Should the Veterans Affairs Office in PG be Reopened?
Prince George, B.C. – Where do the candidates stand on veterans?
In part eight of our special election coverage we asked each candidate the following question: What services would you like to see offered (or improved) for veterans? (answers in alphabetical order).
Prince George-Peace River-Northern Rockies:
Elizabeth Biggar, The Green Party: I think it is horrible how the Harper government has taken away veterans pensions and now does a lump sum payment. It is shameful the amount we pay a soldier in a single payment for an injury. The maximum in Canada is $306,698.21 that could be payed for someone who has lost the function of their lower limbs and is confined to a wheel chair, where in Britain the maximum lump sum is $1,092,348.
I don’t think you can ever put a price on your body, but what we give our veterans is a disgrace. As Veterans ombudsman Pat Strogan put it, “Deputy ministers make more on average in one year than a person who loses two legs in Afghanistan can expect to be paid out for the rest of their life.”
Todd Keller, Libertarian Party: How about paying veterans to help other veterans…they know how to handle their own issues the best. I would find crate ways to fund veterans programs as much as possible however, I would move to bring the troops back home to defend Canada as an alternative to C-51. The Canadian Military knows what they are doing and how to stop terrorist attacks on Canada. Let’s stay out of other people’s conflicts that create these refugee crises.
Matt Shaw, Liberal Party: The Liberal Party and I are very clear on this. We want to see all nine regional Veterans Affairs offices in Canada reopened, and we want to ensure all veterans’ services restored, and in some cases augmented. The way our veterans have been treated by the Harper Government is outrageous. Canada has a sacred moral obligation to take care of its veterans, just as they have taken care of us. This is fundamental to our integrity as a country.
*Note Conservative incumbent Bob Zimmer and NDP challenger Kathi Dickie in the Prince George-Peace River-Northern Rockies riding declined the opportunity to respond.
Tracy Calogheros, Liberal Party: The reopening of the Veterans Services Offices is the first step of living up to our social contract with our veterans. They need to trust that when they put themselves in harm’s way to defend all of us, we will be here to defend them when they come home. Having personal relationships with expert staff who can help veterans to navigate the programs and services available to them is the first step to determining what they want from us. Choice is important. The choice between a pension or a lump-sum payment, the choice to attend post-secondary or trades training, the choice of how to manage their care and when to seek assistance. These men and women and their families have made sacrifices for all of us. We must offer them our gratitude and our support, and give them the opportunity to tell us what they need as they move back into civilian society.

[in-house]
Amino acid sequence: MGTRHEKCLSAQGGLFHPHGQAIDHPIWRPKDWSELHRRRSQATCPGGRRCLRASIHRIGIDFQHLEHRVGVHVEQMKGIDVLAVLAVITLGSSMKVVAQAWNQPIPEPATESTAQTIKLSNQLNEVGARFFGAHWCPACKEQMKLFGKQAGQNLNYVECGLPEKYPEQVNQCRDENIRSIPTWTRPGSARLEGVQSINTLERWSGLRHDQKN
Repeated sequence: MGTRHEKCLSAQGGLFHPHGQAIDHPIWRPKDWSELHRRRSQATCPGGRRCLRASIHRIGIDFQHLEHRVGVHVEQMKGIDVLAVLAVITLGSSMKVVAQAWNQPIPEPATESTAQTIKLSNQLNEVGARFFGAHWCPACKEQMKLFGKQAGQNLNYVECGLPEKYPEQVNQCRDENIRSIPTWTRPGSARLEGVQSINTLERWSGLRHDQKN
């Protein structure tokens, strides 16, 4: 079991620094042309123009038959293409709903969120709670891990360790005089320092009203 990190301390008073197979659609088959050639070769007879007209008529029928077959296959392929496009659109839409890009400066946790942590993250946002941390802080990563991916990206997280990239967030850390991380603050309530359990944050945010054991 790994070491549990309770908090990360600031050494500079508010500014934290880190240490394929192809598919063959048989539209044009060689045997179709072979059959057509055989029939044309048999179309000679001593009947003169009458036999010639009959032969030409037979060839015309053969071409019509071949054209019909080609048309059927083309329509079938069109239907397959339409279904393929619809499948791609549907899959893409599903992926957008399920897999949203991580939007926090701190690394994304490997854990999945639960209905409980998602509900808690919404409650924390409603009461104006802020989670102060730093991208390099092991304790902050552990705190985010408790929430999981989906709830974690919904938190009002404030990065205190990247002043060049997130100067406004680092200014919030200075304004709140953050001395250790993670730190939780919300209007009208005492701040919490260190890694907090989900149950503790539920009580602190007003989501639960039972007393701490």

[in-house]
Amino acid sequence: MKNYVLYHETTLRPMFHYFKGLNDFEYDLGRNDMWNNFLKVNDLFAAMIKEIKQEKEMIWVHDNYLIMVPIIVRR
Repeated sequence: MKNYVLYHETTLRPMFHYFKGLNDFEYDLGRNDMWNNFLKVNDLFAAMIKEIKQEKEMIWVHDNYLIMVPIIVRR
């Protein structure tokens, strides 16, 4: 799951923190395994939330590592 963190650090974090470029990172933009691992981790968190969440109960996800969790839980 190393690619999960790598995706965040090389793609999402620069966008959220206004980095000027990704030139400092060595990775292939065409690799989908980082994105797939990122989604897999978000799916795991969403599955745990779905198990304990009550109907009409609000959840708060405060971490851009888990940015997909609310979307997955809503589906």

Sheldon Clare, Independent: Veterans need support where they live. In the absence of reopening a Veteran’s Affairs office, at the very least there needs to be dedicated staff at the government service centers trained to support the needs of veterans. Veteran’s need to be treated with the respect and pensions needed to support and thank them for their service. It is absolutely outrageous that Veterans are told to simply go down to the Legion and seek help there. We need dedicated, specialized staff to provide support to our brave men and women.
Adam De Kroon, Christian Heritage Party: One service I would like to see offered for veterans is the reopening of a Veterans Affairs office in Prince George. As MP I would push for making this happen. Our veterans have given up a lot to serve this country and I think we need to be there for them. Cutting funds for veterans services should be a last resort. There are many places right now where money is being wasted and we can cut funds there instead. There is no need to cut services for our veterans who dedicated their lives to serve our nation.
Trent Derrick, NDP: Canada’s New Democrats have led the way on proposals to improve the programs and services available for veterans and their families. We have been clear about our priorities in the past and we want to see an end to service pension claw backs, reopen shuttered Veterans Affairs offices and widen access to quality home care, long-term care, and mental health care services. The NDP has repeatedly called for the government to repair our country’s relationship with our veterans to one that is based on respect, rather than neglect, by recognizing their sacred social covenant and taking immediate action to enshrine it.
*Further to Derrick’s answer, the NDP on Tuesday committed to re-opening the Veterans Affairs office in Prince George if they form government
Todd Doherty, Conservative Party: It is Prime Minister Stephen Harper’s government that increased the amount spent supporting each Veteran by 35%. Meanwhile, let’s remember the Liberal’s record on supporting our troops – a Decade of Darkness.
A Conservative government will continue to make investments to improve frontline services for Canadian Military Veterans.
Richard Jacques, The Green Party: The reopening of all closed regional VA offices and the restaffing of same with health care professionals with an expertise in veteran affairs and services.
Tomorrow’s question: Most communities are facing an infrastructure deficit, how will you help communities in your riding deal with that issue?